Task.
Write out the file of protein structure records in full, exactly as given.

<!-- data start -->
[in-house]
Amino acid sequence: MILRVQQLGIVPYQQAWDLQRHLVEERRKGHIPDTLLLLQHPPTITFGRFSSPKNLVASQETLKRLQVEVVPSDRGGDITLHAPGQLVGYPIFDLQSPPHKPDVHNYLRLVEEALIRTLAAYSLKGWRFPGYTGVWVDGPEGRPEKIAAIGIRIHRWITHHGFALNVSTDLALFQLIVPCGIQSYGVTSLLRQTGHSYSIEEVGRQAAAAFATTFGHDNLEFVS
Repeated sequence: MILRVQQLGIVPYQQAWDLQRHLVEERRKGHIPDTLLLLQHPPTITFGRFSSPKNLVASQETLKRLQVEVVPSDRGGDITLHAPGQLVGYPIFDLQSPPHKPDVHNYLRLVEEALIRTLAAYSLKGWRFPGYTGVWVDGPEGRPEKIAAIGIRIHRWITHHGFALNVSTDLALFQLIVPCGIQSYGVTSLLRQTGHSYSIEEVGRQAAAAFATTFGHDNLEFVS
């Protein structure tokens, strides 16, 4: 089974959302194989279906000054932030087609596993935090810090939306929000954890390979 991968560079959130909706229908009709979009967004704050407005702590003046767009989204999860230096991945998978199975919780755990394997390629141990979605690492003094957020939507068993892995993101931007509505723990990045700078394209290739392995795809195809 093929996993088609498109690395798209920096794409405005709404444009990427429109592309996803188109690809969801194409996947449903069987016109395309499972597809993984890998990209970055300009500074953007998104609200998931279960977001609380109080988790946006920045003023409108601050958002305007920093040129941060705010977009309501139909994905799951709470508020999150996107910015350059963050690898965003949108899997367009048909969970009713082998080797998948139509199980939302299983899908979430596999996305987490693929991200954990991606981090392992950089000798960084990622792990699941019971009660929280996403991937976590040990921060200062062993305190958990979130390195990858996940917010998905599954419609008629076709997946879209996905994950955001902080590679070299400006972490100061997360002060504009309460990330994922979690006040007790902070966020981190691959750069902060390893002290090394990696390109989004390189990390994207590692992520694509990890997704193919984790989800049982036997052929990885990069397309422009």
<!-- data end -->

[in-house]
Amino acid sequence: MILRVQQLGIVPYQQAWDLQRHLVEERRKGHIPDTLLLLQHPPTITFGRFSSPKNLVASQETLKRLQVEVVPSDRGGDITLHAPGQLVGYPIFDLQSPPHKPDVHNYLRLVEEALIRTLAAYSLKGWRFPGYTGVWVDGPEGRPEKIAAIGIRIHRWITHHGFALNVSTDLALFQLIVPCGIQSYGVTSLLRQTGHSYSIEEVGRQAAAAFATTFGHDNLEFVS
Repeated sequence: MILRVQQLGIVPYQQAWDLQRHLVEERRKGHIPDTLLLLQHPPTITFGRFSSPKNLVASQETLKRLQVEVVPSDRGGDITLHAPGQLVGYPIFDLQSPPHKPDVHNYLRLVEEALIRTLAAYSLKGWRFPGYTGVWVDGPEGRPEKIAAIGIRIHRWITHHGFALNVSTDLALFQLIVPCGIQSYGVTSLLRQTGHSYSIEEVGRQAAAAFATTFGHDNLEFVS
């Protein structure tokens, strides 16, 4: 089974959302194989279906000054932030087609596993935090810090939306929000954890390979 991968560079959130909706229908009709979009967004704050407005702590003046767009989204999860230096991945998978199975919780755990394997390629141990979605690492003094957020939507068993892995993101931007509505723990990045700078394209290739392995795809195809 093929996993088609498109690395798209920096794409405005709404444009990427429109592309996803188109690809969801194409996947449903069987016109395309499972597809993984890998990209970055300009500074953007998104609200998931279960977001609380109080988790946006920045003023409108601050958002305007920093040129941060705010977009309501139909994905799951709470508020999150996107910015350059963050690898965003949108899997367009048909969970009713082998080797998948139509199980939302299983899908979430596999996305987490693929991200954990991606981090392992950089000798960084990622792990699941019971009660929280996403991937976590040990921060200062062993305190958990979130390195990858996940917010998905599954419609008629076709997946879209996905994950955001902080590679070299400006972490100061997360002060504009309460990330994922979690006040007790902070966020981190691959750069902060390893002290090394990696390109989004390189990390994207590692992520694509990890997704193919984790989800049982036997052929990885990069397309422009």